While it is generals who are usually accused of fighting the last war rather than the next, politicians are far more guilty of the charge. Particularly when it comes to tax, they're forever reacting to last year's headlines just as the circumstances are entirely changing. Four months ago duty increases on fuel seemed just the ticket to show firmness on global warming. Today, with the price of oil doubling to well above $100 per barrel, they have proved positively otiose.
So it may prove with the proposed tax on non-domiciles and the changes in capital gains which are so incensing the City. When they were first mooted last autumn, they may have looked a splendid wheeze to take the wind out of the Tory sails. Today they look just the wrong battle to fight with a City engulfed by the biggest financial market crisis in a generation, bigger perhaps than any since the war.
The Chancellor in his speech yesterday took due note of the financial storms moving in from across the Atlantic, but it was only to present them as a foreign threat which brave little Britain would never allow to divert it from its economic course.
It was in Darling's interest to play up the foreign pressures, over which he could claim no responsibility, while playing down our own part, for which he was responsible. But the degree to which the Treasury, and for that matter the Bank of England, refuses to recognise the scale of the potential threat posed by the crisis in the financial markets or its implications for London and the financial services industry here is truly staggering.
The US Federal reserve, together with the European and Swiss central banks, did not agree to pump nearly a quarter of a trillion dollars into the credit markets on Tuesday just because of a little local difficulty to American mortgage lenders. For the past six months and more the central banks have consistently and persistently pumped in funds to give the market liquidity and stop a growing freeze-up in lending.
As central banks, of course, they can afford to do so. But each time these injections have failed to do their task. After an initial surge in confidence, the interbank lending rate (the rate at which banks lend to each other) has climbed up again, making irrelevant any action by. the central banks.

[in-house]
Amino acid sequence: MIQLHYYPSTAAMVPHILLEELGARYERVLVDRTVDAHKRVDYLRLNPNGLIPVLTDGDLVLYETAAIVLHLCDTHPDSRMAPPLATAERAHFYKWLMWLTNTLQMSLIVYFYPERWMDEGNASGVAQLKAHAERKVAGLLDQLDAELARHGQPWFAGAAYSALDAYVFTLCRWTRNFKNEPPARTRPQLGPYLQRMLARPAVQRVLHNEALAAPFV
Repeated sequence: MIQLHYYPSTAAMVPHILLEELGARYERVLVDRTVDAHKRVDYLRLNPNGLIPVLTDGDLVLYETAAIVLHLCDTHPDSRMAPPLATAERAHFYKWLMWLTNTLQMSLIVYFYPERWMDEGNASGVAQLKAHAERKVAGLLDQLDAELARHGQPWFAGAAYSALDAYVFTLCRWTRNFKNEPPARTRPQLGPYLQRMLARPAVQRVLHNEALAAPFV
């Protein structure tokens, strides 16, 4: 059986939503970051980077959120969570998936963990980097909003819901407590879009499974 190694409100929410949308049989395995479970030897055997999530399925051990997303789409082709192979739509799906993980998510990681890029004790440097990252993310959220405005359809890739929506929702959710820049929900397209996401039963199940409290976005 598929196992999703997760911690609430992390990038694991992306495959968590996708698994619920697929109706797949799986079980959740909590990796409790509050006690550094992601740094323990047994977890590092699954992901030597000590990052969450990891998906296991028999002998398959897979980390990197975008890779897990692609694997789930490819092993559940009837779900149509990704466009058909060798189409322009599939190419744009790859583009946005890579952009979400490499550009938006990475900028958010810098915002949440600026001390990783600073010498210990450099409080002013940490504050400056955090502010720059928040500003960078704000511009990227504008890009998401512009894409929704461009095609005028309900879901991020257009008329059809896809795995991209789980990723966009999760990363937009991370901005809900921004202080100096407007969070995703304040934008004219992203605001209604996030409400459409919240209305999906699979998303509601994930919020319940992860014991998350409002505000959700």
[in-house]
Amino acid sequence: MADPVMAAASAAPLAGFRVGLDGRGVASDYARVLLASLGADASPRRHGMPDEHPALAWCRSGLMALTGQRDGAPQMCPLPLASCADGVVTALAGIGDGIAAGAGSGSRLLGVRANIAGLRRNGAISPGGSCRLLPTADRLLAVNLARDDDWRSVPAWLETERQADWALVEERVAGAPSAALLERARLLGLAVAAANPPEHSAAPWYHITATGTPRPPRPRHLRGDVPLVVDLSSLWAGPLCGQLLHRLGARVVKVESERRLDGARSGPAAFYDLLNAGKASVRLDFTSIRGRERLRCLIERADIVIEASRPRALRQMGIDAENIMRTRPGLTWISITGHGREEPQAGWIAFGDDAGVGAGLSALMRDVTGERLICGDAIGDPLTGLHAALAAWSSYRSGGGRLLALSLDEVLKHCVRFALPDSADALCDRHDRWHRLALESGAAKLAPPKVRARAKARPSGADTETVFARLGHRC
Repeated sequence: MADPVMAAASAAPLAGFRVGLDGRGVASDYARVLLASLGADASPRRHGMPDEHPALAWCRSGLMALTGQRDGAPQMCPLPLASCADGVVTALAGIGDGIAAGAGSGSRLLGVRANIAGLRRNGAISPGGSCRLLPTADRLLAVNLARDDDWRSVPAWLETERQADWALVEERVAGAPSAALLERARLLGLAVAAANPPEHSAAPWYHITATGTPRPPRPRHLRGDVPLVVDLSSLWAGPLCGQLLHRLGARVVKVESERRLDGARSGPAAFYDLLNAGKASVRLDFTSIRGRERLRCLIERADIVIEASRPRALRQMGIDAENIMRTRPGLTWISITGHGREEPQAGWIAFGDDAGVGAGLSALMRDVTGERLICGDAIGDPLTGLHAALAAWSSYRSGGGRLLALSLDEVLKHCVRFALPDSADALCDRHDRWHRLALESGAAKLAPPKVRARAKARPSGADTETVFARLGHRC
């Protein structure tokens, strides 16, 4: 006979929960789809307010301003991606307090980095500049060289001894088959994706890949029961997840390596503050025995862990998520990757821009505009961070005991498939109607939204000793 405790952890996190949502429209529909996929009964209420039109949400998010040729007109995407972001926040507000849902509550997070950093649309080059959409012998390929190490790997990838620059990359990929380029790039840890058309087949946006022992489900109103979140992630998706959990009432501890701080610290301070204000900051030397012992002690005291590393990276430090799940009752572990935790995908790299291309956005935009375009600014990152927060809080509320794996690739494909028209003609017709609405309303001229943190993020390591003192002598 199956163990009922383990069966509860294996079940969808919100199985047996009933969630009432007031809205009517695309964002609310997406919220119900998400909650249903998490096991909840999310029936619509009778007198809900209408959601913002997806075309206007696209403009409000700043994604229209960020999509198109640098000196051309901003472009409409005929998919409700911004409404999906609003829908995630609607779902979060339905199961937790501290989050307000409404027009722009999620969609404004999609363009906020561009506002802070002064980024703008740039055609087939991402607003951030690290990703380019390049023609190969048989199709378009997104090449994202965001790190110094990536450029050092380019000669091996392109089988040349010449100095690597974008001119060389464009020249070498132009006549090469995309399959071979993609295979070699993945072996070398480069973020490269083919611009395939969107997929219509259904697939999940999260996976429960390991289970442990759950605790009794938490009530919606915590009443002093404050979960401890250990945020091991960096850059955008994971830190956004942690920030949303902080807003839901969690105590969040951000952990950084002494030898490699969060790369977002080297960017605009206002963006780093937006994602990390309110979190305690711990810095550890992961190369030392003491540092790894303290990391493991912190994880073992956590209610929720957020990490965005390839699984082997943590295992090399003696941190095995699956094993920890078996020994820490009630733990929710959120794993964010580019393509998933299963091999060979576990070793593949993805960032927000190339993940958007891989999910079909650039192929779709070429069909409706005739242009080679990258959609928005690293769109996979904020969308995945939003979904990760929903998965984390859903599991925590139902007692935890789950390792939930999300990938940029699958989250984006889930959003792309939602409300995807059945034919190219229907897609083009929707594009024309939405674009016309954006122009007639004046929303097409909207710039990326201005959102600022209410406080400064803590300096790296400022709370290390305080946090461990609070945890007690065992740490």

So this week we have seen an injection of liquidity double anything that has gone before. We have also seen the US Fed for the first time agree to swap its own bonds for the troubled mortgage-backed securities, which have been the primary source of the problem. The stock markets surged in response, here as in the US, and the interbank rate fell. But the question still remains: will it work this time?
The trouble with this crisis as compared to previous problems with the fringe banks and Third World debt is that no one knows the full scale of the crisis. All sorts of figures have been produced in the US about the size of the losses should the US housing market decline by, say, 30 per cent (not an outlandish suggestion). The falls then would be large enough to overwhelm even the US Fed. But, given a reasonable degree of stabilisation of the markets, the US sub-prime crisis could be manageable.
But the fear is that the crisis could spread – is indeed already spreading – through the derivatives market, where every bank is deeply involved. In which case you are faced with problems without end, and quite possibly without bottom. It was fear of defaults among the biggest banks that partly caused the present panic in the markets. If it were just a matter of a reluctance to extend credit to uncertain borrowers, then pouring central banks funds into the market might work to loosen the log-jam. But if the reluctance derives from the fear of lenders that their own position may be strained, then no amount of extra liquidity will help.
The obvious concern to the British authorities – and to the Chancellor yesterday – is the impact of a credit crunch on consumer spending, business investment and growth here. We may think of this as an American problem, but we have in many ways a similar reliance on housing values and consumer credit and could be next in line for the pain.
But Britain's other problem is its reliance on financial services as the mainstay of its economy, and indeed its employment. Banking and related legal and accounting services provide some 20 per cent of our economy and together with oil and energy, by far the biggest source of government taxation. If financial institutions start to fold, then the effect on Britain could be catastrophic. Already the taxpayer is involved in a rescue of Northern Rock that has tied up nearly £80bn in public funds. And that is just for a local building society. If a major bank went under, the ramifications would be incalculable.
Even without this crisis, the plus points of London as a centralised global finance centre were starting to diminish. Add to that personal tax and yesterday's budget may look what the City fears it to be – the wrong fight, at the wrong time in the wrong place.Reuse content